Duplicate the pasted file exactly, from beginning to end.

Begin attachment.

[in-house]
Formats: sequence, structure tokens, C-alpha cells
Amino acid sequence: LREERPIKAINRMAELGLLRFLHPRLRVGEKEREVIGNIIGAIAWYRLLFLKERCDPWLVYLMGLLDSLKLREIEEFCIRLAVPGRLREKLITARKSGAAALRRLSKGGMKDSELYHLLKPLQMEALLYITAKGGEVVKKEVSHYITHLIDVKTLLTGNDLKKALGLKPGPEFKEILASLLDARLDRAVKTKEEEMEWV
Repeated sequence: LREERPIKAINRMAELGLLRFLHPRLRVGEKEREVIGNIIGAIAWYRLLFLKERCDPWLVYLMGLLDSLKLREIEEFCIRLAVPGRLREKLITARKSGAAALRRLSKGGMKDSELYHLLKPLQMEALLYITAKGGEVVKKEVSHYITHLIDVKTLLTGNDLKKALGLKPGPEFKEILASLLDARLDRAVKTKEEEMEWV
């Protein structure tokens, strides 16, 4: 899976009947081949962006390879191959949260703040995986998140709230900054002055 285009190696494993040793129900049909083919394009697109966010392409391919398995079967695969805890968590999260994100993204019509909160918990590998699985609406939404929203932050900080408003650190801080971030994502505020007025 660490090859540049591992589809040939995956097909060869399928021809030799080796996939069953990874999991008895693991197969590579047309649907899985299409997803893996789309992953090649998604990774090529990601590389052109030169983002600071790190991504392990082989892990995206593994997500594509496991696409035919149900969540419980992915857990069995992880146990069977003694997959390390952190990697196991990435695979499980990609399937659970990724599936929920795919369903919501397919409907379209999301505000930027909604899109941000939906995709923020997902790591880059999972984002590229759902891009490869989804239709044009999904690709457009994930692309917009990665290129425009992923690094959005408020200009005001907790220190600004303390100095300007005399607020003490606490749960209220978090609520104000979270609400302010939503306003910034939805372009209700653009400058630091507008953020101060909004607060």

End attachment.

[in-house]
Formats: sequence, structure tokens, C-alpha cells
Amino acid sequence: LREERPIKAINRMAELGLLRFLHPRLRVGEKEREVIGNIIGAIAWYRLLFLKERCDPWLVYLMGLLDSLKLREIEEFCIRLAVPGRLREKLITARKSGAAALRRLSKGGMKDSELYHLLKPLQMEALLYITAKGGEVVKKEVSHYITHLIDVKTLLTGNDLKKALGLKPGPEFKEILASLLDARLDRAVKTKEEEMEWV
Repeated sequence: LREERPIKAINRMAELGLLRFLHPRLRVGEKEREVIGNIIGAIAWYRLLFLKERCDPWLVYLMGLLDSLKLREIEEFCIRLAVPGRLREKLITARKSGAAALRRLSKGGMKDSELYHLLKPLQMEALLYITAKGGEVVKKEVSHYITHLIDVKTLLTGNDLKKALGLKPGPEFKEILASLLDARLDRAVKTKEEEMEWV
């Protein structure tokens, strides 16, 4: 899976009947081949962006390879191959949260703040995986998140709230900054002055 285009190696494993040793129900049909083919394009697109966010392409391919398995079967695969805890968590999260994100993204019509909160918990590998699985609406939404929203932050900080408003650190801080971030994502505020007025 660490090859540049591992589809040939995956097909060869399928021809030799080796996939069953990874999991008895693991197969590579047309649907899985299409997803893996789309992953090649998604990774090529990601590389052109030169983002600071790190991504392990082989892990995206593994997500594509496991696409035919149900969540419980992915857990069995992880146990069977003694997959390390952190990697196991990435695979499980990609399937659970990724599936929920795919369903919501397919409907379209999301505000930027909604899109941000939906995709923020997902790591880059999972984002590229759902891009490869989804239709044009999904690709457009994930692309917009990665290129425009992923690094959005408020200009005001907790220190600004303390100095300007005399607020003490606490749960209220978090609520104000979270609400302010939503306003910034939805372009209700653009400058630091507008953020101060909004607060």